So-Called Traitors

Even one year after the EU-Turkey Deal on migrants, cases of politicians in Germany being targeted for their pro-migrant policies signal flares of extremism.

Originally published: 20 April 2017 By: Simon Herschl

Why is it happening ?

The erratic increase of migrant influx from the Middle East and Africa in 2014 caused widespread xenophobic reactions throughout Europe and resulted in the support of more nationalistic political debates. Concomitant, in Germany, anti-immigrant sentiments started to manifest themselves, publicly justified by far-right parties inciting fear of crime committed and work stolen by migrants and refugees.

The majority of society welcome migrants with open arms and communities and districts responded by building temporary shelters and projects aimed at integrating migrants. However, individuals from the far-right started to threaten those local politicians and their families who supported refugee-friendly policies. These hostile actions ranged from calling them traitors to death threats over vandalism and even the burning down of several migrant shelters in Germany.

Why does it matter?

First, democratically elected German politicians in small communities work voluntarily, they spend their time working for the benefit of the whole community and mostly receive no financial compensation. This social engagement is essential in the democratic process and constitutes the backbone of democracy in the country. The alternatives are either the creation of full-time paid jobs by the government or the merging of several communities to one. The former would result in the reallocation of the already spare funds from much needed resorts like education. The latter represents a loss of self-determination and cut in the communities’ ability to address citizens’ concerns.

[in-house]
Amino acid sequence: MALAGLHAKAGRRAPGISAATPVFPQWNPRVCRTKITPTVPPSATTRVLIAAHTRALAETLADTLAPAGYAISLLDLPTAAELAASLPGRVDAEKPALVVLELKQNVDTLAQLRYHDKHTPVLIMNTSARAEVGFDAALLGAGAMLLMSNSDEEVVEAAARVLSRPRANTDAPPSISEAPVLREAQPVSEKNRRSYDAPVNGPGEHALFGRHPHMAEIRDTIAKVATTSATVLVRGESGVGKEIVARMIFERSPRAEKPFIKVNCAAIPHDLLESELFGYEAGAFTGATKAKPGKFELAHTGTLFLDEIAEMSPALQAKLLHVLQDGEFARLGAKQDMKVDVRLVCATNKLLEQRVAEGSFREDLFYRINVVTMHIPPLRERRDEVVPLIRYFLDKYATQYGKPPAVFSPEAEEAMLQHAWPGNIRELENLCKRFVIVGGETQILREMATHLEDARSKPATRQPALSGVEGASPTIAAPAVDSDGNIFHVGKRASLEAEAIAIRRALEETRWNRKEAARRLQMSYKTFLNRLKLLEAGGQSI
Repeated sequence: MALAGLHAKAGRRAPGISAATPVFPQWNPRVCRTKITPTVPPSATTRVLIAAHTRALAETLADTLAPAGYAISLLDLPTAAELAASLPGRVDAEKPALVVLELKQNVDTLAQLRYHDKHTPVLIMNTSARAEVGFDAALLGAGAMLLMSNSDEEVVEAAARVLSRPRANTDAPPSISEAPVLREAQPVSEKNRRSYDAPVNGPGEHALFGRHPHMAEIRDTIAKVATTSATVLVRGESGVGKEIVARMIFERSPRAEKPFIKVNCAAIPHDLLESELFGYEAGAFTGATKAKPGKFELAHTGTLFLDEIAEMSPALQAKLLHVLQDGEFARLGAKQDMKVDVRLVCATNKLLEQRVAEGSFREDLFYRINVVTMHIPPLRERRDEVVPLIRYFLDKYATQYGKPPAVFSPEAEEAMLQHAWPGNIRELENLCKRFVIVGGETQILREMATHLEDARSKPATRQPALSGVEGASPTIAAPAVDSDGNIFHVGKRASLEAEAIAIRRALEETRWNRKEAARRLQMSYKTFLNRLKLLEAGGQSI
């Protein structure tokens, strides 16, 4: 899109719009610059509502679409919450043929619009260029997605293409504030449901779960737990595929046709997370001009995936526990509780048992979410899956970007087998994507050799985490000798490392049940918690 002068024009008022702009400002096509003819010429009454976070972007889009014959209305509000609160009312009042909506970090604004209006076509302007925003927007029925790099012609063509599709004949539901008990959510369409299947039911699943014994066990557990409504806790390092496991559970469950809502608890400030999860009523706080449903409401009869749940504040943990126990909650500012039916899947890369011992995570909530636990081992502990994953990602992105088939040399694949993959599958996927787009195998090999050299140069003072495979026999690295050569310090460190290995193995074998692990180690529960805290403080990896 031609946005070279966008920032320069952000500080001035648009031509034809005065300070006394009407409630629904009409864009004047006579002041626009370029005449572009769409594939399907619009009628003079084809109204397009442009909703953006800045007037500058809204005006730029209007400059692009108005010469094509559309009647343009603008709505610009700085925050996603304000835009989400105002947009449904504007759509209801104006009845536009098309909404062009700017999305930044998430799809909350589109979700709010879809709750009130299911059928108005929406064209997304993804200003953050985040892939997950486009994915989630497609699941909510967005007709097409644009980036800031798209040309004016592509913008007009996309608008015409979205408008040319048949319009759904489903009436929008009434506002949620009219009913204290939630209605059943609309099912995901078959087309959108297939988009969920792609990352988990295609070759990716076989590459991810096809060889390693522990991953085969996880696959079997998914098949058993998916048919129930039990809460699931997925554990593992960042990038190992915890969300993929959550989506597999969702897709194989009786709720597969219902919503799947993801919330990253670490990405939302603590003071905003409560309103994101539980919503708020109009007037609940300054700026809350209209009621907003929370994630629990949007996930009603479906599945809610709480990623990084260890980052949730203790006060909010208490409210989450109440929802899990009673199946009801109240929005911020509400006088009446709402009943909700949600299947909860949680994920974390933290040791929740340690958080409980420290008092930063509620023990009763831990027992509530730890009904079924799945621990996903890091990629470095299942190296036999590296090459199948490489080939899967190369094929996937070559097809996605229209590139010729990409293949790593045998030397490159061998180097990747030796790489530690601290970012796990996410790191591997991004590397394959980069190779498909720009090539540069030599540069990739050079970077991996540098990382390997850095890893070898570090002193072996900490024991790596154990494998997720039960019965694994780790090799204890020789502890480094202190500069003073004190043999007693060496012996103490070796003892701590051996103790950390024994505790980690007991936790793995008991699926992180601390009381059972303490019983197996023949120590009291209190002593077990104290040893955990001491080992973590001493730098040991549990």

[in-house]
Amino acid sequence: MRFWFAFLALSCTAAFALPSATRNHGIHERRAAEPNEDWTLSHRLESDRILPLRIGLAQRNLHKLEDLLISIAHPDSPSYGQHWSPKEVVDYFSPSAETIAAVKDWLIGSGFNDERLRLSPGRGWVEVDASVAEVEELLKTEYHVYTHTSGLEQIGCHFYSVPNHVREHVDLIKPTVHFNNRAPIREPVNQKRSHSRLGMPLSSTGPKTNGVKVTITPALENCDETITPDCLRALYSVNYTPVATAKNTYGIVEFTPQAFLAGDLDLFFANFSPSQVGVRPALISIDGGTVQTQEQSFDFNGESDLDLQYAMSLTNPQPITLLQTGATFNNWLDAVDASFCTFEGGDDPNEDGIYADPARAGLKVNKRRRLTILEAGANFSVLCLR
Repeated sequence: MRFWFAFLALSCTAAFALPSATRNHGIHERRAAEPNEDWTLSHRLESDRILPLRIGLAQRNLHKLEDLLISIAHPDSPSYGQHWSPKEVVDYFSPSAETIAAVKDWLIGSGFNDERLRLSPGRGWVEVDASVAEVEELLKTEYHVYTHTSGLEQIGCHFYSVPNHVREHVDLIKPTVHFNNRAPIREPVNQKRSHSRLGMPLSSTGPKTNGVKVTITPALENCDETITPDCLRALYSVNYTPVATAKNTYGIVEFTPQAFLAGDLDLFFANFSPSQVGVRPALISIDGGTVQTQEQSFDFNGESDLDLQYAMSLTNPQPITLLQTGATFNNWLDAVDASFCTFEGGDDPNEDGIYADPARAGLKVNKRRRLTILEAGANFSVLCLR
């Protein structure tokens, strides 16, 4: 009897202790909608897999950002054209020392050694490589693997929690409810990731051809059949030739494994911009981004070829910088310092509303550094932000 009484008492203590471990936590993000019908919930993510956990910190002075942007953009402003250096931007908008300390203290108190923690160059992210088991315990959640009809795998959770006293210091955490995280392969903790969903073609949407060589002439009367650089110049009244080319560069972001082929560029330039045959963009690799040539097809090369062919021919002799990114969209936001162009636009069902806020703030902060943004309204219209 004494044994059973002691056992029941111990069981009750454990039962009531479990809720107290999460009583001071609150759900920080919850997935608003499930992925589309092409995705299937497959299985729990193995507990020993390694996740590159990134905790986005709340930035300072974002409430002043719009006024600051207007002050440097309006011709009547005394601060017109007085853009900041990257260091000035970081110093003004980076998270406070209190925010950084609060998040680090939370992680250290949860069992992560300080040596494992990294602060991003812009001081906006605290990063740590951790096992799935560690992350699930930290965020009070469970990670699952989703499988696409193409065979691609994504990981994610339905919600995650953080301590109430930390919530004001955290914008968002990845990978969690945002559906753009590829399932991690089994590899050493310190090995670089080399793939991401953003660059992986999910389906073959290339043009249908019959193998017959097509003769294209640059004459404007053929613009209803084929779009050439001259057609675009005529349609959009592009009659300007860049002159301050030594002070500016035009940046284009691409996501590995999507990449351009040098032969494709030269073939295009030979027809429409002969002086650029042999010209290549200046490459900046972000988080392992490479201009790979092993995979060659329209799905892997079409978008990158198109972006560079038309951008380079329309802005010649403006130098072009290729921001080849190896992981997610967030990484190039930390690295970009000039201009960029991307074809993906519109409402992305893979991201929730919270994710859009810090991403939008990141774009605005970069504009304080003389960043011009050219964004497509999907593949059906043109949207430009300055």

Second, extremist terror, even on a small scale and with few cases, should never be taken lightly, especially not in a country with a fascist history. The intimidation of politicians and the hindrance of participation endangers political life and diversity and provides dangerous incentives for others. This is especially alarming in a Europe where strong nationalist tendencies are regaining strength. There is a fine line between populism and demagogy that is important not to cross.

Third, providing temporary refuge to war victims is stipulated in the 1951 Convention relating to the Status of Refugees by the United Nations High Commissioner for Refugees, entitling refugees not only to the right of housing (Art 21), or freedom of religion (Art 4) and the right to receive state support but also to the right not to be expelled on a non-substantial basis (Art 32). Therefore, no political party in Europe has the legal measures to immediately stop the refugee influx.

What can you do about it?

One of the best-known responses is the Refugees Welcome movement in various countries to support and provide shelter to those in need. But the possibilities to participate start already one step earlier — individual participation in the democratic process in one’s country. It starts with voting, supporting local parties and politicians, showing that their engagement is not taken for granted but valued. Another important aspect is clearer communication between politicians and their constituencies. Political representatives should better understand the concerns of their constituencies while communities should know how politicians in fact tackle the issues in question.

In turn, politicians who demonize certain groups of the population must be held accountable, depending on the extent, either by public groups, their own party, during the next elections, or by the state and law enforcement agencies. However, and this is where the circle closes, this is most likely to be achieved by creating public pressure, gathering publicly, expressing concerns and putting forth the direction in which politicians should move forward.